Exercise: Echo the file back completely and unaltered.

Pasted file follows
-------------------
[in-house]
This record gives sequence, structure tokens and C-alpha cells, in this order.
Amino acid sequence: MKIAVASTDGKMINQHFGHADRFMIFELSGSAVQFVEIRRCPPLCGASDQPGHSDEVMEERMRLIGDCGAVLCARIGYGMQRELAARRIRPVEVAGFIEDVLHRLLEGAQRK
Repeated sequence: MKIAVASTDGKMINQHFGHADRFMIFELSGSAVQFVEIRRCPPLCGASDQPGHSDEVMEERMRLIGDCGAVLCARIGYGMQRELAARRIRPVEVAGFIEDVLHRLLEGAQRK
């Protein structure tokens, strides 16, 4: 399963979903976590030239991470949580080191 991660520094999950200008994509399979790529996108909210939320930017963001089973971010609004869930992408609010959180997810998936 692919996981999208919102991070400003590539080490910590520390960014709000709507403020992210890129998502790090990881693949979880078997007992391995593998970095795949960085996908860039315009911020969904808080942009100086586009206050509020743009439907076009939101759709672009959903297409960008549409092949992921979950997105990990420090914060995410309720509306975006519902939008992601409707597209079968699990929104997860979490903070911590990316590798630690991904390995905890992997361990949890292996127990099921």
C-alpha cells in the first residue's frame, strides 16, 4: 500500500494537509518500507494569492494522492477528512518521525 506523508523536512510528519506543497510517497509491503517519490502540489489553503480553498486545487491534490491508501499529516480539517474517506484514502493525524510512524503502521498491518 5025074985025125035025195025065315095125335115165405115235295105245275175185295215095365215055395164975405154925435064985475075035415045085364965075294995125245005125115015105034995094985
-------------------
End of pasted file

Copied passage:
[in-house]
This record gives sequence, structure tokens and C-alpha cells, in this order.
Amino acid sequence: MKIAVASTDGKMINQHFGHADRFMIFELSGSAVQFVEIRRCPPLCGASDQPGHSDEVMEERMRLIGDCGAVLCARIGYGMQRELAARRIRPVEVAGFIEDVLHRLLEGAQRK
Repeated sequence: MKIAVASTDGKMINQHFGHADRFMIFELSGSAVQFVEIRRCPPLCGASDQPGHSDEVMEERMRLIGDCGAVLCARIGYGMQRELAARRIRPVEVAGFIEDVLHRLLEGAQRK
């Protein structure tokens, strides 16, 4: 399963979903976590030239991470949580080191 991660520094999950200008994509399979790529996108909210939320930017963001089973971010609004869930992408609010959180997810998936 692919996981999208919102991070400003590539080490910590520390960014709000709507403020992210890129998502790090990881693949979880078997007992391995593998970095795949960085996908860039315009911020969904808080942009100086586009206050509020743009439907076009939101759709672009959903297409960008549409092949992921979950997105990990420090914060995410309720509306975006519902939008992601409707597209079968699990929104997860979490903070911590990316590798630690991904390995905890992997361990949890292996127990099921």
C-alpha cells in the first residue's frame, strides 16, 4: 500500500494537509518500507494569492494522492477528512518521525 506523508523536512510528519506543497510517497509491503517519490502540489489553503480553498486545487491534490491508501499529516480539517474517506484514502493525524510512524503502521498491518 5025074985025125035025195025065315095125335115165405115235295105245275175185295215095365215055395164975405154925435064985475075035415045085364965075294995125245005125115015105034995094985